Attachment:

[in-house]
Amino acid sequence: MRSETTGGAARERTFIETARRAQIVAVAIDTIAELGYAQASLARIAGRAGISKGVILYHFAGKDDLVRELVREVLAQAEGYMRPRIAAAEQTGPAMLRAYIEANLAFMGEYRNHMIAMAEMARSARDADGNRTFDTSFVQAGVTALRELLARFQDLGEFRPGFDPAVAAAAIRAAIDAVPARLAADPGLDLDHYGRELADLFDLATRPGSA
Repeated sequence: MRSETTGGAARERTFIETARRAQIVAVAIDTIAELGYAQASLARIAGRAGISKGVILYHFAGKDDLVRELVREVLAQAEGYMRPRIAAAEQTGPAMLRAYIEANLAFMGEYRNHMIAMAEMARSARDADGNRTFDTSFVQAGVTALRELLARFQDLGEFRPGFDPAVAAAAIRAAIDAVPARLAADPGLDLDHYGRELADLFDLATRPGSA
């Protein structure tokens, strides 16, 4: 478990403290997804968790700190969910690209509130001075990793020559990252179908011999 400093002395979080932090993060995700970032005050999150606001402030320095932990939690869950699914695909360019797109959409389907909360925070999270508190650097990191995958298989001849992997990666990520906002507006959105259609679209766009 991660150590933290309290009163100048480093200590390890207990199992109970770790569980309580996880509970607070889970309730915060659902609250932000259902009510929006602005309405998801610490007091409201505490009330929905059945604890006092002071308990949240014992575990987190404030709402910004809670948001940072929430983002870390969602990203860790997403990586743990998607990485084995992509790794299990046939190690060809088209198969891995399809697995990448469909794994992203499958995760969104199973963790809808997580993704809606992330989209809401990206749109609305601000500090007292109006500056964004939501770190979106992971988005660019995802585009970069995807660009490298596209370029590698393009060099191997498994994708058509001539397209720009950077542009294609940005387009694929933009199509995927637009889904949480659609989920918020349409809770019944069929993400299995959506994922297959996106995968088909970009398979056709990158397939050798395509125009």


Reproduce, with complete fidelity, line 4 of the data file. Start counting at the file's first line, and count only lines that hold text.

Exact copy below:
């Protein structure tokens, strides 16, 4: 478990403290997804968790700190969910690209509130001075990793020559990252179908011999 400093002395979080932090993060995700970032005050999150606001402030320095932990939690869950699914695909360019797109959409389907909360925070999270508190650097990191995958298989001849992997990666990520906002507006959105259609679209766009 991660150590933290309290009163100048480093200590390890207990199992109970770790569980309580996880509970607070889970309730915060659902609250932000259902009510929006602005309405998801610490007091409201505490009330929905059945604890006092002071308990949240014992575990987190404030709402910004809670948001940072929430983002870390969602990203860790997403990586743990998607990485084995992509790794299990046939190690060809088209198969891995399809697995990448469909794994992203499958995760969104199973963790809808997580993704809606992330989209809401990206749109609305601000500090007292109006500056964004939501770190979106992971988005660019995802585009970069995807660009490298596209370029590698393009060099191997498994994708058509001539397209720009950077542009294609940005387009694929933009199509995927637009889904949480659609989920918020349409809770019944069929993400299995959506994922297959996106995968088909970009398979056709990158397939050798395509125009």